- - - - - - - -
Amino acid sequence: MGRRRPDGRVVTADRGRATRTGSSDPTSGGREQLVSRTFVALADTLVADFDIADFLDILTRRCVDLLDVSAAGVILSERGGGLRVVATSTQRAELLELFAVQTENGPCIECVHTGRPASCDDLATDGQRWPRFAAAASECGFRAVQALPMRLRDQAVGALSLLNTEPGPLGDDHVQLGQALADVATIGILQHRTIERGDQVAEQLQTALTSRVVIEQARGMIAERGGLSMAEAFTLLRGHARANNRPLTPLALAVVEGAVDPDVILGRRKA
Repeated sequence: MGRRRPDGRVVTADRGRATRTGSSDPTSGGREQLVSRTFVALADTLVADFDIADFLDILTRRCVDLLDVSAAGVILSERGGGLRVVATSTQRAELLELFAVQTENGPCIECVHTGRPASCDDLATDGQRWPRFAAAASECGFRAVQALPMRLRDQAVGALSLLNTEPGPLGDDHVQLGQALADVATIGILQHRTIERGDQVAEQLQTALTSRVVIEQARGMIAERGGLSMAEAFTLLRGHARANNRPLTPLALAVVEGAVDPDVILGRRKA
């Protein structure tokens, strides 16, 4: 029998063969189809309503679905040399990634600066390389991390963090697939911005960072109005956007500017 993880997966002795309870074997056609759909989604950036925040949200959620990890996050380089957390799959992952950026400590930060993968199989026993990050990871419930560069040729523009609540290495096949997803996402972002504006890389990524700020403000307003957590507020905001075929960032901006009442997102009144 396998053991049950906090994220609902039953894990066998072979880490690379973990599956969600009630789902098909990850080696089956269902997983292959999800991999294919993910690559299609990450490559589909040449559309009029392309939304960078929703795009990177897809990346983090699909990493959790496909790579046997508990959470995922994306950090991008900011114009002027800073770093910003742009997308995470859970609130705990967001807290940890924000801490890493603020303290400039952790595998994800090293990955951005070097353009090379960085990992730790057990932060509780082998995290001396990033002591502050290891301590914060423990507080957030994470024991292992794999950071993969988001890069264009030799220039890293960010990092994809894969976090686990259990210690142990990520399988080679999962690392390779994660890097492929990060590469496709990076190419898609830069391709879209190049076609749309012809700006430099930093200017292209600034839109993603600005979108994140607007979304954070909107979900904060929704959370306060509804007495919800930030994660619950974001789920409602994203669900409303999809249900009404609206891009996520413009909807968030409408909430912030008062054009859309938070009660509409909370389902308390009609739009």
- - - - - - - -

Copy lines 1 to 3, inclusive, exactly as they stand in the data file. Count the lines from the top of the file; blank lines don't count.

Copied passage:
Amino acid sequence: MGRRRPDGRVVTADRGRATRTGSSDPTSGGREQLVSRTFVALADTLVADFDIADFLDILTRRCVDLLDVSAAGVILSERGGGLRVVATSTQRAELLELFAVQTENGPCIECVHTGRPASCDDLATDGQRWPRFAAAASECGFRAVQALPMRLRDQAVGALSLLNTEPGPLGDDHVQLGQALADVATIGILQHRTIERGDQVAEQLQTALTSRVVIEQARGMIAERGGLSMAEAFTLLRGHARANNRPLTPLALAVVEGAVDPDVILGRRKA
Repeated sequence: MGRRRPDGRVVTADRGRATRTGSSDPTSGGREQLVSRTFVALADTLVADFDIADFLDILTRRCVDLLDVSAAGVILSERGGGLRVVATSTQRAELLELFAVQTENGPCIECVHTGRPASCDDLATDGQRWPRFAAAASECGFRAVQALPMRLRDQAVGALSLLNTEPGPLGDDHVQLGQALADVATIGILQHRTIERGDQVAEQLQTALTSRVVIEQARGMIAERGGLSMAEAFTLLRGHARANNRPLTPLALAVVEGAVDPDVILGRRKA
């Protein structure tokens, strides 16, 4: 029998063969189809309503679905040399990634600066390389991390963090697939911005960072109005956007500017 993880997966002795309870074997056609759909989604950036925040949200959620990890996050380089957390799959992952950026400590930060993968199989026993990050990871419930560069040729523009609540290495096949997803996402972002504006890389990524700020403000307003957590507020905001075929960032901006009442997102009144 396998053991049950906090994220609902039953894990066998072979880490690379973990599956969600009630789902098909990850080696089956269902997983292959999800991999294919993910690559299609990450490559589909040449559309009029392309939304960078929703795009990177897809990346983090699909990493959790496909790579046997508990959470995922994306950090991008900011114009002027800073770093910003742009997308995470859970609130705990967001807290940890924000801490890493603020303290400039952790595998994800090293990955951005070097353009090379960085990992730790057990932060509780082998995290001396990033002591502050290891301590914060423990507080957030994470024991292992794999950071993969988001890069264009030799220039890293960010990092994809894969976090686990259990210690142990990520399988080679999962690392390779994660890097492929990060590469496709990076190419898609830069391709879209190049076609749309012809700006430099930093200017292209600034839109993603600005979108994140607007979304954070909107979900904060929704959370306060509804007495919800930030994660619950974001789920409602994203669900409303999809249900009404609206891009996520413009909807968030409408909430912030008062054009859309938070009660509409909370389902308390009609739009």